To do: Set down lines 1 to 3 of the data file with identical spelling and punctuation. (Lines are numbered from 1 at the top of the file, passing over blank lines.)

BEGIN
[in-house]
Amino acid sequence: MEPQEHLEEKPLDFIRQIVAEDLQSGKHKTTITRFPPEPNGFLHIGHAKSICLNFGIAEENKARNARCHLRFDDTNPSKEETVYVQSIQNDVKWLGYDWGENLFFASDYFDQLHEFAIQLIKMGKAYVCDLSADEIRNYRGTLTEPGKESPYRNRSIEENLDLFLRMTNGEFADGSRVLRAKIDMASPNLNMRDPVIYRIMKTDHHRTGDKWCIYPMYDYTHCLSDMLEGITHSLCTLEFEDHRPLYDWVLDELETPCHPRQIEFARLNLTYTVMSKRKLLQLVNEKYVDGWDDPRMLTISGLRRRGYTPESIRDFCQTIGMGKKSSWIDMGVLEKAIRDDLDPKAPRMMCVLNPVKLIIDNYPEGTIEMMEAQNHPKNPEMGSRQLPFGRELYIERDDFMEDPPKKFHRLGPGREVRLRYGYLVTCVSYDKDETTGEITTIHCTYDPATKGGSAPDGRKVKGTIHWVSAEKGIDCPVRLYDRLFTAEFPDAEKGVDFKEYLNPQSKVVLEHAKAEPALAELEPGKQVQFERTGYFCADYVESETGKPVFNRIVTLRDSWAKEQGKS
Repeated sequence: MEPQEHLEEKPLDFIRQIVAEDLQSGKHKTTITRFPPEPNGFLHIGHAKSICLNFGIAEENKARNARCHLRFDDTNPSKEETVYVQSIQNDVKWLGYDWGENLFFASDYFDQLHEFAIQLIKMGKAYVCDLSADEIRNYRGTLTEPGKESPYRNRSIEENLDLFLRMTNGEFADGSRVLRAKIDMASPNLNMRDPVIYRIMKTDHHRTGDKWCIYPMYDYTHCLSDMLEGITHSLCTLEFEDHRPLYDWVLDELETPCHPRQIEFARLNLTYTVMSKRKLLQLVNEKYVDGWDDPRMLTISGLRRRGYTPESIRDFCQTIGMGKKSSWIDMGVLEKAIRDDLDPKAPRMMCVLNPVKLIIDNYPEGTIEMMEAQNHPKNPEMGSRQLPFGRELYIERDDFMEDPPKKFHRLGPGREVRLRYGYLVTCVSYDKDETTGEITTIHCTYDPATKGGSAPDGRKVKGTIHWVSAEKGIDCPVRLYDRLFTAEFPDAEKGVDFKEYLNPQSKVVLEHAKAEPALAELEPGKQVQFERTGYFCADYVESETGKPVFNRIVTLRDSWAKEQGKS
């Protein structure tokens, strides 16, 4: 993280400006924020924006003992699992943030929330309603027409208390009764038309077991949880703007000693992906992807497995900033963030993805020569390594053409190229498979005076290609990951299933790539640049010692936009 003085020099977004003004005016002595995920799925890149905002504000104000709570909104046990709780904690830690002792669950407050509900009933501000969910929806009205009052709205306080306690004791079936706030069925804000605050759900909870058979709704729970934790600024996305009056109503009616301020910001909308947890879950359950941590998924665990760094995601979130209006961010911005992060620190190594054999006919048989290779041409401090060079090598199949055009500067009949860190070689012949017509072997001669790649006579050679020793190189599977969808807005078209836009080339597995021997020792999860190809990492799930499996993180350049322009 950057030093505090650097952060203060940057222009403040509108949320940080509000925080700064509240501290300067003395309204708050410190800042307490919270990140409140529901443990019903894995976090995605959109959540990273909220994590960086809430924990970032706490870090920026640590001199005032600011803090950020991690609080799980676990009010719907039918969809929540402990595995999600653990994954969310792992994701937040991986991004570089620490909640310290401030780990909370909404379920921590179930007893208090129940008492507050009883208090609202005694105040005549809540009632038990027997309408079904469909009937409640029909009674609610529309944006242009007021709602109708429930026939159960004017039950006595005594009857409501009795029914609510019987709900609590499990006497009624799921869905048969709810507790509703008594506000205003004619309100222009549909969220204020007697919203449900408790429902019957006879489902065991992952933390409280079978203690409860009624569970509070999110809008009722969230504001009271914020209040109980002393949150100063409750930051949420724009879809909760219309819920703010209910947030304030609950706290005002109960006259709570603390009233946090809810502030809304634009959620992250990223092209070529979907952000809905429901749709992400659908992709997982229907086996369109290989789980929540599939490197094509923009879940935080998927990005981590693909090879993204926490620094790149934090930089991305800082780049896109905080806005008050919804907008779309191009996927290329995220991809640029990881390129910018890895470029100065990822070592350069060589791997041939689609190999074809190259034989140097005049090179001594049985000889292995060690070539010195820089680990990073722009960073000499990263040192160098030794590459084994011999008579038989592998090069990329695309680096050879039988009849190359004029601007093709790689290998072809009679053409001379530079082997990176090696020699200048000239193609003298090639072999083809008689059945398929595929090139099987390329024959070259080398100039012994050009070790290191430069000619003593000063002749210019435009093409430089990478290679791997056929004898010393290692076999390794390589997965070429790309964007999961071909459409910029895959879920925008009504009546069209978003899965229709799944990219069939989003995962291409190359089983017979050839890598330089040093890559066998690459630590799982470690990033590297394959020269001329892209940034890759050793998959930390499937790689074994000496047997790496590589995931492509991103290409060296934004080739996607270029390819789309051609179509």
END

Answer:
[in-house]
Amino acid sequence: MEPQEHLEEKPLDFIRQIVAEDLQSGKHKTTITRFPPEPNGFLHIGHAKSICLNFGIAEENKARNARCHLRFDDTNPSKEETVYVQSIQNDVKWLGYDWGENLFFASDYFDQLHEFAIQLIKMGKAYVCDLSADEIRNYRGTLTEPGKESPYRNRSIEENLDLFLRMTNGEFADGSRVLRAKIDMASPNLNMRDPVIYRIMKTDHHRTGDKWCIYPMYDYTHCLSDMLEGITHSLCTLEFEDHRPLYDWVLDELETPCHPRQIEFARLNLTYTVMSKRKLLQLVNEKYVDGWDDPRMLTISGLRRRGYTPESIRDFCQTIGMGKKSSWIDMGVLEKAIRDDLDPKAPRMMCVLNPVKLIIDNYPEGTIEMMEAQNHPKNPEMGSRQLPFGRELYIERDDFMEDPPKKFHRLGPGREVRLRYGYLVTCVSYDKDETTGEITTIHCTYDPATKGGSAPDGRKVKGTIHWVSAEKGIDCPVRLYDRLFTAEFPDAEKGVDFKEYLNPQSKVVLEHAKAEPALAELEPGKQVQFERTGYFCADYVESETGKPVFNRIVTLRDSWAKEQGKS
Repeated sequence: MEPQEHLEEKPLDFIRQIVAEDLQSGKHKTTITRFPPEPNGFLHIGHAKSICLNFGIAEENKARNARCHLRFDDTNPSKEETVYVQSIQNDVKWLGYDWGENLFFASDYFDQLHEFAIQLIKMGKAYVCDLSADEIRNYRGTLTEPGKESPYRNRSIEENLDLFLRMTNGEFADGSRVLRAKIDMASPNLNMRDPVIYRIMKTDHHRTGDKWCIYPMYDYTHCLSDMLEGITHSLCTLEFEDHRPLYDWVLDELETPCHPRQIEFARLNLTYTVMSKRKLLQLVNEKYVDGWDDPRMLTISGLRRRGYTPESIRDFCQTIGMGKKSSWIDMGVLEKAIRDDLDPKAPRMMCVLNPVKLIIDNYPEGTIEMMEAQNHPKNPEMGSRQLPFGRELYIERDDFMEDPPKKFHRLGPGREVRLRYGYLVTCVSYDKDETTGEITTIHCTYDPATKGGSAPDGRKVKGTIHWVSAEKGIDCPVRLYDRLFTAEFPDAEKGVDFKEYLNPQSKVVLEHAKAEPALAELEPGKQVQFERTGYFCADYVESETGKPVFNRIVTLRDSWAKEQGKS